In FY 2019/20, we introduced an inclusivity programme in Italy with a third-party communication agency and a cultural mediator association to increase vulnerable workers’ access to local institutions and public services. The overall aim of the programme is to empower workers, thereby reducing risk of modern slavery and in the long run, have a positive impact on social inclusion. The programme utilises social media platforms to connect vulnerable people to over 40 local institutions and services. This year has seen high engagement rates for articles, especially those sharing information on coronavirus, health services, education and parenting services.
We will continue to strengthen our commitment by continuously reviewing our programmes and taking action where needed.
TRAINING & RESOURCES
Our responsibility team includes specialists in labour, human rights and modern slavery. All Burberry employees are introduced to Burberry’s responsibility policies and programmes during their induction training to ensure a general understanding of Burberry’s responsibilities in this area.
Informed by Burberry’s Human Rights Impact Assessment, in FY 2016/17 we developed a bespoke modern slavery and labour rights training programme in collaboration with the ethical trade, human rights and labour standards consultancy, Impactt. The training was delivered to key employee groups who interact with Burberry’s supply chain networks. The targeted training helps those travelling to supply chain facilities to be familiar with the risk areas, likely indications of human rights abuses (including instances of modern slavery) and possible actions to take if an incident of modern slavery is identified. In addition, we have trained members of our human resources, health and safety, construction and fulfilment teams on modern slavery, how to identify it and appropriate actions to take. This training has helped embed respect for human rights and a policy of zero tolerance for modern slavery throughout the business. In FY 2020/21 we will create new online resources and refresher trainings to reach a wider audience of employees to further embed awareness and risk mitigation into our culture.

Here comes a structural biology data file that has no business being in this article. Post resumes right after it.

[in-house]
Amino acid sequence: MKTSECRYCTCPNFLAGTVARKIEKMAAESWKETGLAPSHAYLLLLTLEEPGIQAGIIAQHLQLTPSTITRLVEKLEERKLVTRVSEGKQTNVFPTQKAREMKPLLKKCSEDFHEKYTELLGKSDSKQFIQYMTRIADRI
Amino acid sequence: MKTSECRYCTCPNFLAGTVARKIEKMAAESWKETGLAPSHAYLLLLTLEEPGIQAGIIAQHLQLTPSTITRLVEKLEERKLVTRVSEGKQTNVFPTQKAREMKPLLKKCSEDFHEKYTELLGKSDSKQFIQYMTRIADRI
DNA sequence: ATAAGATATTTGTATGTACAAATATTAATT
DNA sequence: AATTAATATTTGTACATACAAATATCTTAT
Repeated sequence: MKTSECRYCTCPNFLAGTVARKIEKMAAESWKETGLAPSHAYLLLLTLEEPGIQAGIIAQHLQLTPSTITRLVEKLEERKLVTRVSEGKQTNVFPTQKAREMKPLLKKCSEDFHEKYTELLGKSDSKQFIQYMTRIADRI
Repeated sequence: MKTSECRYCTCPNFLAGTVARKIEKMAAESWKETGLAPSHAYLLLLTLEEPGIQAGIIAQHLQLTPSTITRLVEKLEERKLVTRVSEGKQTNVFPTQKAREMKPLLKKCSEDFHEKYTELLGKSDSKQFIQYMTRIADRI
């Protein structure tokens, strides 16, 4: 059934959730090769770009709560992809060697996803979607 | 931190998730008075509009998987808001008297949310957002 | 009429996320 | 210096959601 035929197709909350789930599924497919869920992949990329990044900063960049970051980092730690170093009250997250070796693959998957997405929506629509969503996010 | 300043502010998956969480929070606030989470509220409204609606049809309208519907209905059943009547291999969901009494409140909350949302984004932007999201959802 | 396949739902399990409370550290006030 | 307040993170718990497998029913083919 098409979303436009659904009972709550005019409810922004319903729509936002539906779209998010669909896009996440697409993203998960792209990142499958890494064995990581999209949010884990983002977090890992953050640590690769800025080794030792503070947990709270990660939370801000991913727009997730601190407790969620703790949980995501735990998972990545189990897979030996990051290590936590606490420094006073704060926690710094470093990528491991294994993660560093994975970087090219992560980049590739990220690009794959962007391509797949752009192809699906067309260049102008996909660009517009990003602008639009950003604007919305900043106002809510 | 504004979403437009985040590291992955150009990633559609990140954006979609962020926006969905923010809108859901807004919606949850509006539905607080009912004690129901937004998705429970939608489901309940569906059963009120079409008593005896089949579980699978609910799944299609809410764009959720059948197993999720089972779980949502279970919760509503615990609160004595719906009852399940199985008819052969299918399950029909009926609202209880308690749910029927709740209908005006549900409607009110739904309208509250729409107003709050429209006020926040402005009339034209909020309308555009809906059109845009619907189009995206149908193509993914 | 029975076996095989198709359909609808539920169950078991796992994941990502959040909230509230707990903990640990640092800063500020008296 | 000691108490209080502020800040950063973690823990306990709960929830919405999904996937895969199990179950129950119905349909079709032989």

SUPPLY CHAIN TRAINING
In FY 2016/17, we provided day-long tailored training to suppliers on identifying and combatting modern slavery. In-person training sessions were held with finished goods vendors who together manufacture over 70% of our products. Initially, this training was provided to key finished goods and raw material suppliers, third-party labour contractors and suppliers operating in sectors with a greater risk of modern slavery issues arising. Participants were required to develop and implement plans around the recruitment and ongoing management of workers to reduce the risk of modern slavery in their operations and supply chain. These plans continue to be monitored on an ongoing basis by our responsibility team. In FY 2018/19, our UK responsibility team completed an “Investigative Interviewing Skills” course developed and delivered by the Gangmasters Labour Abuse Authority and Stronger Together. The skills learned have been used to improve our ethical trading audit methodology and have provided insight when working with our regional teams.
KEY PERFORMANCE INDICATORS
We monitor the Key Performance Indicators (KPIs) set out below on an ongoing basis. These KPIs help us ensure the effectiveness of our efforts to address modern slavery risks and are continually reviewed
We train all internal teams working with our business and product supply chains. This includes sourcing, supply chain and logistics, product development, human resources, legal, construction, procurement and workplace services.
In FY 2020/21, the supply chain, sourcing and product teams will receive online resources and a refresher training to raise awareness of modern slavery risks.
SUPPLY CHAIN TRAINING
We have trained finished goods suppliers, their key sub-contractors and key raw material suppliers on the identification of modern slavery and building systems to prevent the occurrence of modern slavery.